Sports

Swim wearable uses AI to track and improve performance

Swim wearable uses AI to track...
The Triton 2 is placed beneath the swimmer's cap, and transmits data to a coach's mobile device
The Triton 2 is placed beneath the swimmer's cap, and transmits data to a coach's mobile device
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The Triton 2 is placed beneath the swimmer's cap, and transmits data to a coach's mobile device
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The Triton 2 is placed beneath the swimmer's cap, and transmits data to a coach's mobile device
Performance analytics are displayed on the Triton 2's app
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Performance analytics are displayed on the Triton 2's app
The Triton 2 is available now, priced at a subscription rate of US$149 per year
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The Triton 2 is available now, priced at a subscription rate of US$149 per year

There are already swim-tracking wearables such as watches, that track basic data such as the number of pool-lengths swum. Toronto-based TritonWear is taking things considerably further, however, with its just-announced Triton 2 – the device tracks 13 swimming metrics at once, transmitting data in real time for performance analysis.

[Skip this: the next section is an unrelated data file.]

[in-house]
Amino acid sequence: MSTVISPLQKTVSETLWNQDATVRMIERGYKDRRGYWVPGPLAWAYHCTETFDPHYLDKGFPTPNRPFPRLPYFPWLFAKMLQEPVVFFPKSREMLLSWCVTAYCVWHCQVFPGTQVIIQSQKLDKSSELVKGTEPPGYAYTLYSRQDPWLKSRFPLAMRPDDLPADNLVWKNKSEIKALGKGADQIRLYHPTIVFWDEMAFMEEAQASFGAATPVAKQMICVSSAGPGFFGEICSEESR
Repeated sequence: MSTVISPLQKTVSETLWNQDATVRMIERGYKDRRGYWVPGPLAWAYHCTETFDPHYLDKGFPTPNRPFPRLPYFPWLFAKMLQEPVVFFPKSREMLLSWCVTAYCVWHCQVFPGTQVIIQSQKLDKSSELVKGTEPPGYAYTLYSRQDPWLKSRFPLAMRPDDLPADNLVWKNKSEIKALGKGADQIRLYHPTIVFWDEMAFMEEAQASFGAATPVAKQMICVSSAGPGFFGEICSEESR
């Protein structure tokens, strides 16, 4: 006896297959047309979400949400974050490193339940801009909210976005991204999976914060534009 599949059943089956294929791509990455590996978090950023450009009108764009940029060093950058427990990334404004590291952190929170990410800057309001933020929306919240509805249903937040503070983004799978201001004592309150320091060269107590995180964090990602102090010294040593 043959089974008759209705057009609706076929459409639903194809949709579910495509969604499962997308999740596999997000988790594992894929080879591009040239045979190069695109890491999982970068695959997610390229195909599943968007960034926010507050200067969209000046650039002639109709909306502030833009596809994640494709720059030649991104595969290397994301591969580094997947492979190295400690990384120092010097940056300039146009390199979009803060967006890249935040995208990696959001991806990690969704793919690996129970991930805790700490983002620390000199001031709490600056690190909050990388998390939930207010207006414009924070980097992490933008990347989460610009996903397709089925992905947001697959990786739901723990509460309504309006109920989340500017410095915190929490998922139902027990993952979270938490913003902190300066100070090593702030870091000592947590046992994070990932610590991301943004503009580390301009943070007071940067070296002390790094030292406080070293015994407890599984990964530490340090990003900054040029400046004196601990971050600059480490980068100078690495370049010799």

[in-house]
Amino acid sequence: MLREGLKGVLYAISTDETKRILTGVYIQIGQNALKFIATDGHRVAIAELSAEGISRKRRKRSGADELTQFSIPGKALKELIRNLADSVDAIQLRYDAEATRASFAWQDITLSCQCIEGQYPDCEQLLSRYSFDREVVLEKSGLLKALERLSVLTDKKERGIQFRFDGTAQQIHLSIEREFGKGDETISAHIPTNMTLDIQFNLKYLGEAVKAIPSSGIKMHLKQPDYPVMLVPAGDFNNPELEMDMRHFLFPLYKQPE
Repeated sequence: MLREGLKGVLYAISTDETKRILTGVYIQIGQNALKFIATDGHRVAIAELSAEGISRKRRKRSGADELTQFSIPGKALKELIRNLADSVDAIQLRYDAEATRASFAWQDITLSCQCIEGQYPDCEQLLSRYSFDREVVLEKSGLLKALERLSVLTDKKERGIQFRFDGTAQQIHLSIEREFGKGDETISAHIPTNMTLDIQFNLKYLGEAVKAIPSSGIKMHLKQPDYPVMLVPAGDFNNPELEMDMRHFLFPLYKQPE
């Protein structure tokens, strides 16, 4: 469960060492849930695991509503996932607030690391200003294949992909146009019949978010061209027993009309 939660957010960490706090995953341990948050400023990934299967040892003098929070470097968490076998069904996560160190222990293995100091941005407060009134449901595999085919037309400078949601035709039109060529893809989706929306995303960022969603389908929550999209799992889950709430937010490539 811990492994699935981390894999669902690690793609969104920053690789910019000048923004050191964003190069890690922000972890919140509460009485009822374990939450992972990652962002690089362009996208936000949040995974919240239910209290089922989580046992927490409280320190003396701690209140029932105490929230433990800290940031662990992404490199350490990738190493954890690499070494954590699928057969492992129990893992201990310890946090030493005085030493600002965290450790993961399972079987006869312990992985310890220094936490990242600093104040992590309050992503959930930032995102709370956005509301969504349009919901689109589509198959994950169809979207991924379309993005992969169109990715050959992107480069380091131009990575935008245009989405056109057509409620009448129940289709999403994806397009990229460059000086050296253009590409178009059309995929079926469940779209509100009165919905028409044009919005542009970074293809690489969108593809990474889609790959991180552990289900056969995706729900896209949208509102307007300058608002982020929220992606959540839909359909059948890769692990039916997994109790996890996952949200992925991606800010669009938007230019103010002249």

The waterproof Triton 2 unit itself is tucked beneath the back of the wearer's swim cap, and is paired with a coach's smartphone or tablet. Once the wearer starts swimming, the device's inertial measurement unit (an accelerometer/gyroscope combo) proceeds to track metrics such as stroke type, average speed per length, stroke count/rate, distance per stroke, time underwater, and number of breaths per length.

All that data is wirelessly transmitted to an iOS/Android app on the coach's mobile device. There, it's not only recorded and displayed, but it's also processed by AI-based algorithms that were developed with input from elite-level coaches. As a result, the app is able to provide feedback on the swimmer's performance – this includes suggestions on how they could improve, and what they should do to avoid injury.

Performance analytics are displayed on the Triton 2's app
Performance analytics are displayed on the Triton 2's app

As an added bonus, if the coach uses their mobile device to shoot video of the swimmer as they're doing lengths, that video will be synced with the recorded performance analytics when played back. That means the swimmer will be able to actually see what they're doing wrong.

The system can also be used offline, syncing recorded data with the app's cloud-based server once internet access is available.

The Triton 2 is available now, priced at a subscription rate of US$149 per year
The Triton 2 is available now, priced at a subscription rate of US$149 per year

The Triton 2 is available now, priced at a subscription rate of US$149 per year. An extra $39/year is required for the video motion analysis feature. A similar crowdfunded device, the SwimBot, appears to have not reached production.

And yes, as its name implies, the Triton 2 is the successor to a previously-released product. According to its makers, the new version is 60 percent smaller, 70 percent lighter, offers four times the battery life, and has more accurate sensors.

Source: TritonWear

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